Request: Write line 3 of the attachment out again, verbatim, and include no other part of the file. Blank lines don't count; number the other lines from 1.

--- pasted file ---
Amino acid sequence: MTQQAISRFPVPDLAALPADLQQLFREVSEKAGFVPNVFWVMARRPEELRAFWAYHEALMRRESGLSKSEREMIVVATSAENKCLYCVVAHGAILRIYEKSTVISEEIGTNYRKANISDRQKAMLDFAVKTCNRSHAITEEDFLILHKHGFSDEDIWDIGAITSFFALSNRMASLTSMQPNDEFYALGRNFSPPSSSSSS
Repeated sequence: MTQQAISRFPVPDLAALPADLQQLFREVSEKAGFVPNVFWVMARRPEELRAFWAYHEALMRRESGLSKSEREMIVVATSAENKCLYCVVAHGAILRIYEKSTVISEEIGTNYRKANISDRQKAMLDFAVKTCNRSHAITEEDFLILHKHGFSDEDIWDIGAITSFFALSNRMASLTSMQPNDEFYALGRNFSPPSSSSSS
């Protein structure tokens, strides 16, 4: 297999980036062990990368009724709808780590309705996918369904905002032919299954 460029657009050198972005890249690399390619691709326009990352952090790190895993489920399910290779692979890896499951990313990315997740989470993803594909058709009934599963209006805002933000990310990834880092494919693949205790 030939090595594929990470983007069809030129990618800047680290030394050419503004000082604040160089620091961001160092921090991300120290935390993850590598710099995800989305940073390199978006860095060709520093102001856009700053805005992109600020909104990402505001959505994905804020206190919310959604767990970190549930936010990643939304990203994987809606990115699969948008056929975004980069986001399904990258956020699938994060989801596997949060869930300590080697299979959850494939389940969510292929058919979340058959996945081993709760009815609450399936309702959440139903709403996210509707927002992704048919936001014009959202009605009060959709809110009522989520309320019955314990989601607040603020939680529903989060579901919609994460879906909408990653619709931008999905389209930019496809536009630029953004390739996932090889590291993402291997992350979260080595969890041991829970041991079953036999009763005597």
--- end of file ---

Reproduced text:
């Protein structure tokens, strides 16, 4: 297999980036062990990368009724709808780590309705996918369904905002032919299954 460029657009050198972005890249690399390619691709326009990352952090790190895993489920399910290779692979890896499951990313990315997740989470993803594909058709009934599963209006805002933000990310990834880092494919693949205790 030939090595594929990470983007069809030129990618800047680290030394050419503004000082604040160089620091961001160092921090991300120290935390993850590598710099995800989305940073390199978006860095060709520093102001856009700053805005992109600020909104990402505001959505994905804020206190919310959604767990970190549930936010990643939304990203994987809606990115699969948008056929975004980069986001399904990258956020699938994060989801596997949060869930300590080697299979959850494939389940969510292929058919979340058959996945081993709760009815609450399936309702959440139903709403996210509707927002992704048919936001014009959202009605009060959709809110009522989520309320019955314990989601607040603020939680529903989060579901919609994460879906909408990653619709931008999905389209930019496809536009630029953004390739996932090889590291993402291997992350979260080595969890041991829970041991079953036999009763005597």